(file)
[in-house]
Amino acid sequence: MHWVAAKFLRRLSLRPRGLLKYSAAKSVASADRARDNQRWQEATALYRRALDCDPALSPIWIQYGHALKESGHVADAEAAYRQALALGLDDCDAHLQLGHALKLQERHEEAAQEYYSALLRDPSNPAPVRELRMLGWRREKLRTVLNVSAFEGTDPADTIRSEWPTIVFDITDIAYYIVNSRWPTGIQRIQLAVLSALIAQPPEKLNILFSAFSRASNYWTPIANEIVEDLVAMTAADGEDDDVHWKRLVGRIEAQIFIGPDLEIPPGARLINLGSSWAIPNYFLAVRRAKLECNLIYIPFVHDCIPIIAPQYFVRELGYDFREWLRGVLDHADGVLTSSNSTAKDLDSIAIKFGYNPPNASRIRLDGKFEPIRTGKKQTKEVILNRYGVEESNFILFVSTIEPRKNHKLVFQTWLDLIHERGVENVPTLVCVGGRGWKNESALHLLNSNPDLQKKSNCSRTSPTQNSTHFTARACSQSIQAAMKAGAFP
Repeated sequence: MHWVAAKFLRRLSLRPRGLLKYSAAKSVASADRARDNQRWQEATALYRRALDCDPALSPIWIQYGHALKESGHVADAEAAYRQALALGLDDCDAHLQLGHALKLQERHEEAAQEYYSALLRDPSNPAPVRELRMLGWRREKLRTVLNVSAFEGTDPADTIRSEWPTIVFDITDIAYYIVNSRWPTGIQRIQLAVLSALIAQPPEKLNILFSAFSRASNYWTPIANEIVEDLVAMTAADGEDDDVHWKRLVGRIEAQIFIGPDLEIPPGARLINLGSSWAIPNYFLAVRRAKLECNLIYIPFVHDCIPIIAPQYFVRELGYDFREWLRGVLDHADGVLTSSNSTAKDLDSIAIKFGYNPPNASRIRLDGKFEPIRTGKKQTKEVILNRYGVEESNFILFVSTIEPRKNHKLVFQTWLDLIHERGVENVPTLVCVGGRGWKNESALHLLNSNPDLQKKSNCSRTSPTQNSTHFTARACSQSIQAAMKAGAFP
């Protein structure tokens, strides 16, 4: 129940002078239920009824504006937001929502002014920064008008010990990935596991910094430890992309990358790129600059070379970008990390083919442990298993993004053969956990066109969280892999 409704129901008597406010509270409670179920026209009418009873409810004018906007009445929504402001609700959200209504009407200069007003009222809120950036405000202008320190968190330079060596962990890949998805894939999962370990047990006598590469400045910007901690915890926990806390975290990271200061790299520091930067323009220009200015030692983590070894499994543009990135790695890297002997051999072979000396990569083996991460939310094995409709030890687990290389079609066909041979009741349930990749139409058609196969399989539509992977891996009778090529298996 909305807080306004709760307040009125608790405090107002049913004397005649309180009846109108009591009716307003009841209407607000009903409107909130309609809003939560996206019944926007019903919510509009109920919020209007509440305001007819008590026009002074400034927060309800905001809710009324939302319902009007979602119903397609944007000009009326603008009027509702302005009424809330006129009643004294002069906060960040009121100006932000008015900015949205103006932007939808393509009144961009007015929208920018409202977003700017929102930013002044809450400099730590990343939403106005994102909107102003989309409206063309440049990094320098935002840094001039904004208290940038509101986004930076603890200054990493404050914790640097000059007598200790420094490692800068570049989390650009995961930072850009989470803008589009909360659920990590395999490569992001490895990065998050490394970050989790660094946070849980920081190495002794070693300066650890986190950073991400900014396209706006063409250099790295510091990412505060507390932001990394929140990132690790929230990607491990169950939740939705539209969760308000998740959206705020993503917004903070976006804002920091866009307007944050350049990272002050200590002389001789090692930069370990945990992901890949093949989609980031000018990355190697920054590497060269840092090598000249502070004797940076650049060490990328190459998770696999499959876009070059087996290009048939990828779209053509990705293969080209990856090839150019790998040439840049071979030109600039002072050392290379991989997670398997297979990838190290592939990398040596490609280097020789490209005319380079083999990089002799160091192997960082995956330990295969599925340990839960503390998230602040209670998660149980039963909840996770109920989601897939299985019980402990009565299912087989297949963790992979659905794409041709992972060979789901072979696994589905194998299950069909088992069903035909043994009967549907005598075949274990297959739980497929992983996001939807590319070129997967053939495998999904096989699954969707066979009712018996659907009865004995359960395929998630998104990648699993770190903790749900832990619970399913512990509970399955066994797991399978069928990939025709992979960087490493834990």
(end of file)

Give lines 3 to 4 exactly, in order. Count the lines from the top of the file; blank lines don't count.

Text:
Repeated sequence: MHWVAAKFLRRLSLRPRGLLKYSAAKSVASADRARDNQRWQEATALYRRALDCDPALSPIWIQYGHALKESGHVADAEAAYRQALALGLDDCDAHLQLGHALKLQERHEEAAQEYYSALLRDPSNPAPVRELRMLGWRREKLRTVLNVSAFEGTDPADTIRSEWPTIVFDITDIAYYIVNSRWPTGIQRIQLAVLSALIAQPPEKLNILFSAFSRASNYWTPIANEIVEDLVAMTAADGEDDDVHWKRLVGRIEAQIFIGPDLEIPPGARLINLGSSWAIPNYFLAVRRAKLECNLIYIPFVHDCIPIIAPQYFVRELGYDFREWLRGVLDHADGVLTSSNSTAKDLDSIAIKFGYNPPNASRIRLDGKFEPIRTGKKQTKEVILNRYGVEESNFILFVSTIEPRKNHKLVFQTWLDLIHERGVENVPTLVCVGGRGWKNESALHLLNSNPDLQKKSNCSRTSPTQNSTHFTARACSQSIQAAMKAGAFP
């Protein structure tokens, strides 16, 4: 129940002078239920009824504006937001929502002014920064008008010990990935596991910094430890992309990358790129600059070379970008990390083919442990298993993004053969956990066109969280892999 409704129901008597406010509270409670179920026209009418009873409810004018906007009445929504402001609700959200209504009407200069007003009222809120950036405000202008320190968190330079060596962990890949998805894939999962370990047990006598590469400045910007901690915890926990806390975290990271200061790299520091930067323009220009200015030692983590070894499994543009990135790695890297002997051999072979000396990569083996991460939310094995409709030890687990290389079609066909041979009741349930990749139409058609196969399989539509992977891996009778090529298996 909305807080306004709760307040009125608790405090107002049913004397005649309180009846109108009591009716307003009841209407607000009903409107909130309609809003939560996206019944926007019903919510509009109920919020209007509440305001007819008590026009002074400034927060309800905001809710009324939302319902009007979602119903397609944007000009009326603008009027509702302005009424809330006129009643004294002069906060960040009121100006932000008015900015949205103006932007939808393509009144961009007015929208920018409202977003700017929102930013002044809450400099730590990343939403106005994102909107102003989309409206063309440049990094320098935002840094001039904004208290940038509101986004930076603890200054990493404050914790640097000059007598200790420094490692800068570049989390650009995961930072850009989470803008589009909360659920990590395999490569992001490895990065998050490394970050989790660094946070849980920081190495002794070693300066650890986190950073991400900014396209706006063409250099790295510091990412505060507390932001990394929140990132690790929230990607491990169950939740939705539209969760308000998740959206705020993503917004903070976006804002920091866009307007944050350049990272002050200590002389001789090692930069370990945990992901890949093949989609980031000018990355190697920054590497060269840092090598000249502070004797940076650049060490990328190459998770696999499959876009070059087996290009048939990828779209053509990705293969080209990856090839150019790998040439840049071979030109600039002072050392290379991989997670398997297979990838190290592939990398040596490609280097020789490209005319380079083999990089002799160091192997960082995956330990295969599925340990839960503390998230602040209670998660149980039963909840996770109920989601897939299985019980402990009565299912087989297949963790992979659905794409041709992972060979789901072979696994589905194998299950069909088992069903035909043994009967549907005598075949274990297959739980497929992983996001939807590319070129997967053939495998999904096989699954969707066979009712018996659907009865004995359960395929998630998104990648699993770190903790749900832990619970399913512990509970399955066994797991399978069928990939025709992979960087490493834990």